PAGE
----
'e were then literally amid both clouds and mounbetween a loose paraphrase and a strict verbal translation. tains, and the only sound that disturbed the awful stillness of It is almost if not altogether impossible to translate into the scene was the scream of an eagle, which issued from berhyme without an occasional accessory idea or epithet on the hind a tower-like assemblage of barren rocks, where most one hand, and the omission of some unimportant adjunct on the probably the eyrie of the royal bird was placed ; the sound other. The great object should be to preserve the spirit of added greatly io the effece of the scenery, and we drew up the original_to be “true to the sense, but truer to his fame” | that we might listen to it more attentively; it was several --nec verbum verbo reddere fidus. Some passages could not times repeated, and almost at the same instant a fresh breeze be understood, others would not be endured by any reader of dispersed the mists which had in some degree obscured the taste or refinement if rendered word for word.

glory of the departing sun; and the valley beneath the pass In my next communication I shall send you a translation became literally illuminated wherever the breaks or fissures in of the first part of the Poem of the Chase--namely, the intro- the opposite mountains permitted the brightness of the sun, as ductory dialogue between Patrick and Oisin. This shall be it were, to pass through. I had never seen such an effect of followed by the succeeding part of the poem, should you deem light and shade before, for the mountain shadows were heary such compositions suited to the pages of your “Journal," as night itself ; I feel I cannot describe either the brightness which I hope will be eminently useful in promoting both the of the one or the intenseness of the other. I am sure the literary and moral taste of the people of Ireland. D. scene could not be painted so as to convey any idea of its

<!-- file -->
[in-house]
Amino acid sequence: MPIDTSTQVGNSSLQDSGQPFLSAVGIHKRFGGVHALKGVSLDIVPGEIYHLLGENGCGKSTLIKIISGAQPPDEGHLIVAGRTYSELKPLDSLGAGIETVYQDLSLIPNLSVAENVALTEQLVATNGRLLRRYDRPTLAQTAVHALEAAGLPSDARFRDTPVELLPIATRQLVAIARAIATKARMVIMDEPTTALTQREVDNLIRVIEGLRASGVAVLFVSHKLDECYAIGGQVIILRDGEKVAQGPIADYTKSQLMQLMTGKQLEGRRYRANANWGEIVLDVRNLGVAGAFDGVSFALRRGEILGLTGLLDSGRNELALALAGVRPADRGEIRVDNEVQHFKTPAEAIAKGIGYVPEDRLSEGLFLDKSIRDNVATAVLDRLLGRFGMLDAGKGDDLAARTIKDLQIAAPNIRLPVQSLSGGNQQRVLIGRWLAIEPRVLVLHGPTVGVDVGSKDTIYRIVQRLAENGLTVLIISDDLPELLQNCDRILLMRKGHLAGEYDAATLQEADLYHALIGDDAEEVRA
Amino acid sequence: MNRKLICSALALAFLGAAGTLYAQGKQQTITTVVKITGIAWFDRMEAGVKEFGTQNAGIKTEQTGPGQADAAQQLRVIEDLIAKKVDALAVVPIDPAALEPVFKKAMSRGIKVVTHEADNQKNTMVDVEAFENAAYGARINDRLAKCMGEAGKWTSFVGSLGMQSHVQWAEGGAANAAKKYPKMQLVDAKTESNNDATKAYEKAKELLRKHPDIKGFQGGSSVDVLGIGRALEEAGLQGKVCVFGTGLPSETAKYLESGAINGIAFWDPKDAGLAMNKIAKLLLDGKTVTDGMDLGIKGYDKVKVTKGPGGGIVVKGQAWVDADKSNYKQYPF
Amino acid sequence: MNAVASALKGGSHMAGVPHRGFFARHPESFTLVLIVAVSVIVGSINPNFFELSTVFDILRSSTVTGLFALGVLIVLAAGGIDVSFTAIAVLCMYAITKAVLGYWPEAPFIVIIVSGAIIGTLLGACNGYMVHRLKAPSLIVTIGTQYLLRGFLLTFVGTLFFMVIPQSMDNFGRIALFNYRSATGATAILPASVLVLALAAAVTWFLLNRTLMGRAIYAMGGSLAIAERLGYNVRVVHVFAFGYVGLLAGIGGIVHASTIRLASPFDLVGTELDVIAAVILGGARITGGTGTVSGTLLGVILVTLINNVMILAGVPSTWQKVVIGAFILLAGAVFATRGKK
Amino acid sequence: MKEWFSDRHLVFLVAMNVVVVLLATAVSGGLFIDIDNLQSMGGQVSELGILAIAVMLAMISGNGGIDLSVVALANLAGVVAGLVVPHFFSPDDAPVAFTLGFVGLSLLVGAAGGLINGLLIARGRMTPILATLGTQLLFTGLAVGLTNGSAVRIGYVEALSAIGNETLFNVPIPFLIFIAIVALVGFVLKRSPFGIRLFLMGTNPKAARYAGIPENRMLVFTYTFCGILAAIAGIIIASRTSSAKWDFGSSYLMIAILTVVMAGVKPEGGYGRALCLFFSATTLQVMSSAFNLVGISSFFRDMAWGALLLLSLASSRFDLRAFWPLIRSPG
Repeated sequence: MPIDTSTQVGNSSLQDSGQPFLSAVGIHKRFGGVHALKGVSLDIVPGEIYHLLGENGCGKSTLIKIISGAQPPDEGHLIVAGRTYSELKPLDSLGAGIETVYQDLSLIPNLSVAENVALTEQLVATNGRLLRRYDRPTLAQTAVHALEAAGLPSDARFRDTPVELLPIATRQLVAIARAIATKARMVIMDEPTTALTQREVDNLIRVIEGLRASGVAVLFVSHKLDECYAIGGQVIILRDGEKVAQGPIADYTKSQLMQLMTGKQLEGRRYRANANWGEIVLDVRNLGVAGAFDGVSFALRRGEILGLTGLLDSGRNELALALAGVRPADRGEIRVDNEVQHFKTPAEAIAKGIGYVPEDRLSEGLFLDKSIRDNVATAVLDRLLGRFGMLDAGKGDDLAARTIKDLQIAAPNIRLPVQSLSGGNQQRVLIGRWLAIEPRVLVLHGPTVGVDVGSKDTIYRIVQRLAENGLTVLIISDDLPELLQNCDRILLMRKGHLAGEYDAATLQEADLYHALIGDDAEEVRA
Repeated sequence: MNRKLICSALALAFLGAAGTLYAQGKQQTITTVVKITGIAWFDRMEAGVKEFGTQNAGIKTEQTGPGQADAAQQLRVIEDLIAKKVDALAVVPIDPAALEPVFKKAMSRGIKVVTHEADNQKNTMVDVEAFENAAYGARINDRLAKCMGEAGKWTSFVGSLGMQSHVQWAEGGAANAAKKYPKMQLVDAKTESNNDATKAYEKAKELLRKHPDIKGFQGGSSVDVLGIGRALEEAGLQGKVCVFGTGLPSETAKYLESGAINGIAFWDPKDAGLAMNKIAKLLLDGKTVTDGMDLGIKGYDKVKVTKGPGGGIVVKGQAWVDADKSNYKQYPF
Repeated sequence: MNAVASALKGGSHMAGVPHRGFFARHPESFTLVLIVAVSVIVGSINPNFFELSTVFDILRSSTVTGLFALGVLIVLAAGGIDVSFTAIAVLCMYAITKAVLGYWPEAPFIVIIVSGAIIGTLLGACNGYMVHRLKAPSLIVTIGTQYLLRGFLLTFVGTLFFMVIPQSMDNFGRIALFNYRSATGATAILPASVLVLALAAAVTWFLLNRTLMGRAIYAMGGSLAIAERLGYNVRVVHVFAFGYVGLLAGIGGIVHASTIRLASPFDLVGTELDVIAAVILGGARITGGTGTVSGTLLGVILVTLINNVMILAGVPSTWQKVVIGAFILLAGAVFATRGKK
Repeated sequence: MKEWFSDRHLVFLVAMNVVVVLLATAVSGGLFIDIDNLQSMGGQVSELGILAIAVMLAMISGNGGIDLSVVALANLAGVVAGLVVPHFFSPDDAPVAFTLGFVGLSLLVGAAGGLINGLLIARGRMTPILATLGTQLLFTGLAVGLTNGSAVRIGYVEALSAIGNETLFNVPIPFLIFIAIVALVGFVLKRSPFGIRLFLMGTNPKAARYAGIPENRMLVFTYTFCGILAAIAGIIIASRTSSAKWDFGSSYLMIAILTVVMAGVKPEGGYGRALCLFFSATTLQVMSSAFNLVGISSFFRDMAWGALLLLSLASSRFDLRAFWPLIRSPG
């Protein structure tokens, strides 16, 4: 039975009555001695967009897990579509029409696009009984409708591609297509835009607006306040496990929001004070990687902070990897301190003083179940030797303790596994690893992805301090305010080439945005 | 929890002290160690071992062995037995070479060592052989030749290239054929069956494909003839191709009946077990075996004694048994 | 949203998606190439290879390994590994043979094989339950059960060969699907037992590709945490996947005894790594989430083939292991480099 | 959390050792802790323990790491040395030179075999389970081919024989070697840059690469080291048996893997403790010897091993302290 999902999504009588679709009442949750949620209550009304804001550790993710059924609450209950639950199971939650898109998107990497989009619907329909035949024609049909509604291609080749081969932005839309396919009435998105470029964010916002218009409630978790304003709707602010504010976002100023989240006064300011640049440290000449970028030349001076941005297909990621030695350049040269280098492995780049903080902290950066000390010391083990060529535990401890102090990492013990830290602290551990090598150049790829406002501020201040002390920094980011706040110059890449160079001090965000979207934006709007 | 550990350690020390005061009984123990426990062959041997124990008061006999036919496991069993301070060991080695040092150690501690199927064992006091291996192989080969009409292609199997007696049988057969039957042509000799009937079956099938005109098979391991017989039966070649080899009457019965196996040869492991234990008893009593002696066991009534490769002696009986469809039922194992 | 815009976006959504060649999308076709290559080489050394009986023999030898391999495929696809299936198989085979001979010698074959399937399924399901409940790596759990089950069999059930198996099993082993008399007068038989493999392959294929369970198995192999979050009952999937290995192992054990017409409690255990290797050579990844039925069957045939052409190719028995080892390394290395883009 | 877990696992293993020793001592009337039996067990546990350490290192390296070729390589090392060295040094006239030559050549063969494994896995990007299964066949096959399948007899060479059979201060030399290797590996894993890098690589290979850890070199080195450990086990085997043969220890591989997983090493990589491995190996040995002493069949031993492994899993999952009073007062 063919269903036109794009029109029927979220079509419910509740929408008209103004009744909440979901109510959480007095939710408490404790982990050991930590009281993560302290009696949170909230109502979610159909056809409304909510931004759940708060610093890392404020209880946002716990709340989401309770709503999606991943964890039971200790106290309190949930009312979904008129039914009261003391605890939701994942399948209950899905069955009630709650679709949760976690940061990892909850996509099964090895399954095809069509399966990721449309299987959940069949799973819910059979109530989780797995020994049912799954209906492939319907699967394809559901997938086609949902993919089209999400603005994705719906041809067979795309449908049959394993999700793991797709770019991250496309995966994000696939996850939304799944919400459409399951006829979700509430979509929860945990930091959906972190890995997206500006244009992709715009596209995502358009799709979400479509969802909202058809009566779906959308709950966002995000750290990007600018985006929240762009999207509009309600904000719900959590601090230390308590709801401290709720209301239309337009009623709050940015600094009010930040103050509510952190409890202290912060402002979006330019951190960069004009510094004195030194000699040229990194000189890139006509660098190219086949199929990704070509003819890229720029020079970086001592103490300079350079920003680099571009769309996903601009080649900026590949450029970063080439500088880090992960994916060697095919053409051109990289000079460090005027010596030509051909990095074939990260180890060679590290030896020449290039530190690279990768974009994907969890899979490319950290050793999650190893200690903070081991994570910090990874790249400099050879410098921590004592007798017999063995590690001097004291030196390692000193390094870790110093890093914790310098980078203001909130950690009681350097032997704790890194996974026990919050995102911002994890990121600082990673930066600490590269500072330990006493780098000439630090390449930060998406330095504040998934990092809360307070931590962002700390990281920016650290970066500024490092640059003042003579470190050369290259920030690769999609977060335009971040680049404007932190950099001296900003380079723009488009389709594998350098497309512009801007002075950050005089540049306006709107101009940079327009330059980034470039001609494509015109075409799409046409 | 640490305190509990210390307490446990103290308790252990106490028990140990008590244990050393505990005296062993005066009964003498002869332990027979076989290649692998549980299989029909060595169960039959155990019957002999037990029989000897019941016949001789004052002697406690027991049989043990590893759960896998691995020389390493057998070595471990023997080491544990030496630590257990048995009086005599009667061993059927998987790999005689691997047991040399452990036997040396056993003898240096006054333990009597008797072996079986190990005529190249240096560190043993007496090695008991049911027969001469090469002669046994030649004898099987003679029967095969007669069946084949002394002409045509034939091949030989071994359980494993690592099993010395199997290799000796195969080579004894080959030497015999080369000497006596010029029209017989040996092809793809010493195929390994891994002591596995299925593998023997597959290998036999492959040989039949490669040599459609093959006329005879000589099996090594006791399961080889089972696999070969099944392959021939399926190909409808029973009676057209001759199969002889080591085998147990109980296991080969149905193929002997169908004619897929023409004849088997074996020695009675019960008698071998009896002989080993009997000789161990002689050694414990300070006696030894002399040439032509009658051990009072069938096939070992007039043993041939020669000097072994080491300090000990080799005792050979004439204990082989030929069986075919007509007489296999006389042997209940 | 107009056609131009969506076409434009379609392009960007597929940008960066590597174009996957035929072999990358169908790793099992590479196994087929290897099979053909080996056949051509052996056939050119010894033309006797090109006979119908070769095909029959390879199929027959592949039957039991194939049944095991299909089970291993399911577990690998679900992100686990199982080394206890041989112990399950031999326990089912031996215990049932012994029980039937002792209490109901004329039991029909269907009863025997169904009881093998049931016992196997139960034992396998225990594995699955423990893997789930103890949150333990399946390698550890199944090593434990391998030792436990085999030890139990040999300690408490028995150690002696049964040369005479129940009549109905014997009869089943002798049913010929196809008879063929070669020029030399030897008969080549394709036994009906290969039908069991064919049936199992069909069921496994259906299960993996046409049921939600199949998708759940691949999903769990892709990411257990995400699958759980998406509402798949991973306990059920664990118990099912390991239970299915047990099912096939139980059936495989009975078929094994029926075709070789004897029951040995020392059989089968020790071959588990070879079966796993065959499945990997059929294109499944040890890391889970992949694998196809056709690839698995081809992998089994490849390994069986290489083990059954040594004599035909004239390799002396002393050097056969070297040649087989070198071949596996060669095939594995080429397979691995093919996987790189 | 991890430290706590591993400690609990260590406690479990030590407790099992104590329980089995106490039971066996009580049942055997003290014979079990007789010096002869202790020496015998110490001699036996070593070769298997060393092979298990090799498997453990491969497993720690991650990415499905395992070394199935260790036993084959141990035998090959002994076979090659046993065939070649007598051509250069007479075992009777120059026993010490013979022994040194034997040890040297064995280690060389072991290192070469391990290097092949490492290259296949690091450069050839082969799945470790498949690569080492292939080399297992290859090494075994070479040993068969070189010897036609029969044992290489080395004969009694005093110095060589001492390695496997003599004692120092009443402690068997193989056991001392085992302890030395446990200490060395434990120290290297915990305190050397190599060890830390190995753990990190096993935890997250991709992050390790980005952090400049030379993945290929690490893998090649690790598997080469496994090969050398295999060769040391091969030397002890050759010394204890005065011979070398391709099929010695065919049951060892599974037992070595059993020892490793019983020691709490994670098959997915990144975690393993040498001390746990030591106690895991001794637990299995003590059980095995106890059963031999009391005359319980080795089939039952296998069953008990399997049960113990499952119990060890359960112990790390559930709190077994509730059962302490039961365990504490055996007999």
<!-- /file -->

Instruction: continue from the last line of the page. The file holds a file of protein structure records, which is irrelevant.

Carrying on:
reality. Any attempt to depict the extravagance of nature is

always deemed unnatural. DEAF AND DUMB_A MOUNTAIN SKETCH. We are weak enough to bound the Almighty's works by

what has come within the sphere of our own finite observa

tions. How paltry this must seem to those who dwell amongst It has been a general and certainly a well-founded complaint the mountains, and read the book of ever varying nature amid against Ireland, that the arts, whose influence has extended the silent places of the earth! so much over England and Scotland during the last half cen- I had been gazing so earnestly upon the scene below and tury, have made but little progress in “ the Emerald Isle." around us, that I had not noted the sudden appearance of a It * has sent forth painters, but encouraged none.” This I lad upon a bank, a little to the left of the place on which we fear is true, though lately I have been delighted to observe stood; but my attention was attracted by his clasping his some very happy exceptions to the rule.